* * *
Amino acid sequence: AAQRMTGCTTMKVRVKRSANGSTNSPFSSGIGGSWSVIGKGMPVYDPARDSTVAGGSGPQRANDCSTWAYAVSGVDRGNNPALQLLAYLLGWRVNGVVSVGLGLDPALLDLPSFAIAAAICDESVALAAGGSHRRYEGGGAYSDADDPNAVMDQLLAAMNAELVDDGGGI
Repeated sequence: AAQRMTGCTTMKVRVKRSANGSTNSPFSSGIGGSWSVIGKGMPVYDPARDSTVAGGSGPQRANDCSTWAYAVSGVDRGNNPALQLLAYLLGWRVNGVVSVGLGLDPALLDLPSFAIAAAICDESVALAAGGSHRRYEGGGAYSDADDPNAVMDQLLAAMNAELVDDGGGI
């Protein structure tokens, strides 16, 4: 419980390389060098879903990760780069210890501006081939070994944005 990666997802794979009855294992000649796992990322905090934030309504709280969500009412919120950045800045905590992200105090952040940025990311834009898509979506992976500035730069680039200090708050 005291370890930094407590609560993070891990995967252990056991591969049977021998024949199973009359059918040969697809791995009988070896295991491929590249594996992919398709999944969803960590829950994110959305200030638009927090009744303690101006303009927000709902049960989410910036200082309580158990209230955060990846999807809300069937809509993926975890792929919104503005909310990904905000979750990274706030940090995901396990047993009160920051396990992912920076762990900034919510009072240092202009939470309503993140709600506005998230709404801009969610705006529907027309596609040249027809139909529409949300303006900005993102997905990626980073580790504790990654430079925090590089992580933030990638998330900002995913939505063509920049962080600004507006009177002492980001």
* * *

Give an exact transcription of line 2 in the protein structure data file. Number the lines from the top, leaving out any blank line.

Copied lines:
Repeated sequence: AAQRMTGCTTMKVRVKRSANGSTNSPFSSGIGGSWSVIGKGMPVYDPARDSTVAGGSGPQRANDCSTWAYAVSGVDRGNNPALQLLAYLLGWRVNGVVSVGLGLDPALLDLPSFAIAAAICDESVALAAGGSHRRYEGGGAYSDADDPNAVMDQLLAAMNAELVDDGGGI